Yes, I do. And the dangerous thing is how convincing the mind can be at tricking one in thinking how right one is in that game. To guard myself, I have learned to wait a while before taking action based on any such type of thought.
The second way of reacting to pain and dissatisfaction is to become depressed and get bogged down by it, indulging in unhappiness.
Oh! the power of a dark mood . . . I go there quite often also, although less so than I used to. To get out of it, I know of no better remedy than to remind myself that something is amiss in the mind. 'Another self-created mind state to be dealt with, right there'. Feeling the sensations in each foot, each hand. Or resting the awareness in each breath. Or practicing loving kindness. Purifying the mind.  
The third reaction is being sorry for oneself, having the idea that one has all the suffering in the world. Nobody else has anything comparable, which is obviously untrue. When one is feeling sorry for oneself, one also expects others to commiserate. It doesn't work. Nothing is learned. Nothing is gained. On the contrary, one becomes a burden to others.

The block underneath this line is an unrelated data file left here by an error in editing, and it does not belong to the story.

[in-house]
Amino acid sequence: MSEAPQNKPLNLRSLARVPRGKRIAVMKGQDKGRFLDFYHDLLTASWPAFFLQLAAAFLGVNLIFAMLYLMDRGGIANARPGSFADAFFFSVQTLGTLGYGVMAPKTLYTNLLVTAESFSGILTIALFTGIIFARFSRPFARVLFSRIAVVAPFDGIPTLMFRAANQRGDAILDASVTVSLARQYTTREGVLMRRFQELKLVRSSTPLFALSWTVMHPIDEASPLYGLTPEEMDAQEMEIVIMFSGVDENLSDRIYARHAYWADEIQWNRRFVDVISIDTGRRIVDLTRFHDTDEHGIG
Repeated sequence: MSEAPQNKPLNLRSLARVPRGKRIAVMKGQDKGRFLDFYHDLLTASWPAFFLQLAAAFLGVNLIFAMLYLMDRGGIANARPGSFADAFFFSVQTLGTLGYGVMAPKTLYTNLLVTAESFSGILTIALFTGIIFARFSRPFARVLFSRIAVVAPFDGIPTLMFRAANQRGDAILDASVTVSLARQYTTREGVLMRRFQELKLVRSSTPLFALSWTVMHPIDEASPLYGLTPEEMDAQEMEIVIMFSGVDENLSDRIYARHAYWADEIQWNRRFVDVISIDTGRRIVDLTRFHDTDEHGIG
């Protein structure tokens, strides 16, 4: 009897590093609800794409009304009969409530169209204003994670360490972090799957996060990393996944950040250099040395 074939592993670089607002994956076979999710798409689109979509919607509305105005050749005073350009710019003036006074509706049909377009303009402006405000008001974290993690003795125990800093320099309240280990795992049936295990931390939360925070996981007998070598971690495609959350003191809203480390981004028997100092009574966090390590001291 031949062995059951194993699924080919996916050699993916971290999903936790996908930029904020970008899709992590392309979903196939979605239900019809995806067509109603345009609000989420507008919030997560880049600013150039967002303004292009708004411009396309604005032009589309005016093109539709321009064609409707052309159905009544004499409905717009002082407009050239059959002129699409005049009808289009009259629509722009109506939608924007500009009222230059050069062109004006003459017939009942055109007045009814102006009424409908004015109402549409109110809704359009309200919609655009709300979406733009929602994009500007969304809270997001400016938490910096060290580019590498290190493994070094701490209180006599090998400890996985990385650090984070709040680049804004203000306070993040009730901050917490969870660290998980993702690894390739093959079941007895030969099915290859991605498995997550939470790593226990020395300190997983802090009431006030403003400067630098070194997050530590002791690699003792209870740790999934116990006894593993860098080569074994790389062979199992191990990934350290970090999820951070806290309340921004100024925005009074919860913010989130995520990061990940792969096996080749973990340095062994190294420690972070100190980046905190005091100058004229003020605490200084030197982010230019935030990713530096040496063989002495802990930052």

Another miserable and familiar place. Comparing mind looks around and pretty soon, I find myself wishing I had a different life altogether. A different family. A different house. A different body. More of this, less of that . . . Anything but this moment, this place. Sure recipe for unhappiness. From there to whining, of course, only a short step that I have often quickly made. Many afternoon coffees, I have spent whining to my girlfriends, and listening to their complaints. Chatter, chatter . . . 
Another way of reacting to suffering is to grit one's teeth, suppress emotions, and pretend it hasn't happened. That too doesn't work, because pretending never works.